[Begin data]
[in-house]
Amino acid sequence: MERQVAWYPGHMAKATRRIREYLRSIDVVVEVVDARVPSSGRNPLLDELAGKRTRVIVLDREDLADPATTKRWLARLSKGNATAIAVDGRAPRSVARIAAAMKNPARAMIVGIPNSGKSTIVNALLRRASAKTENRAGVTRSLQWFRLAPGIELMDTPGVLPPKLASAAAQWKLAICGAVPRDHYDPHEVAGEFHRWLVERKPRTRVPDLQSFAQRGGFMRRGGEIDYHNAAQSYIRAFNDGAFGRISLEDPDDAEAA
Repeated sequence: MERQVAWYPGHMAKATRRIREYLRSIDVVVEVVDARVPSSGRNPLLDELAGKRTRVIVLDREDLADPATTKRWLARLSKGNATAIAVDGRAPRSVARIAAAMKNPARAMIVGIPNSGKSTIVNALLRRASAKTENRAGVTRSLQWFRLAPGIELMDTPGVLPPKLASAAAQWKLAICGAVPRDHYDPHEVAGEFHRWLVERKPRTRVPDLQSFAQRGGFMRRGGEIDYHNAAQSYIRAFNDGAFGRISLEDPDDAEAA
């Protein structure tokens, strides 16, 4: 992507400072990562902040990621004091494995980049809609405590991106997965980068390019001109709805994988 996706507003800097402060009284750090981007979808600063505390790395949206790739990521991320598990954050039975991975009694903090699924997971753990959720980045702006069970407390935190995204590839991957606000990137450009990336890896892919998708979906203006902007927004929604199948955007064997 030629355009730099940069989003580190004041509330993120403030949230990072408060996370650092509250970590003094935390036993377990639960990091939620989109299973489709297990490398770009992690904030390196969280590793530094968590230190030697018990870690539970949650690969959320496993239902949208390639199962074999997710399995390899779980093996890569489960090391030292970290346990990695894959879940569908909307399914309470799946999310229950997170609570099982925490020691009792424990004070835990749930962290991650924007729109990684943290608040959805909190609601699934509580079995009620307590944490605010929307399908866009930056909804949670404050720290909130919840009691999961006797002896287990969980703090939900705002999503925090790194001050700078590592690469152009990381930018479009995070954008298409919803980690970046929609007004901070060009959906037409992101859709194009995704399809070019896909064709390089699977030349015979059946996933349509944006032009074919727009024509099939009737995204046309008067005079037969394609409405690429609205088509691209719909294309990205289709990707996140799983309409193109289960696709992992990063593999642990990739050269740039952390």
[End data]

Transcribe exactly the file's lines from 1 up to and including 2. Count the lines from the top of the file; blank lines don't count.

[in-house]
Amino acid sequence: MERQVAWYPGHMAKATRRIREYLRSIDVVVEVVDARVPSSGRNPLLDELAGKRTRVIVLDREDLADPATTKRWLARLSKGNATAIAVDGRAPRSVARIAAAMKNPARAMIVGIPNSGKSTIVNALLRRASAKTENRAGVTRSLQWFRLAPGIELMDTPGVLPPKLASAAAQWKLAICGAVPRDHYDPHEVAGEFHRWLVERKPRTRVPDLQSFAQRGGFMRRGGEIDYHNAAQSYIRAFNDGAFGRISLEDPDDAEAA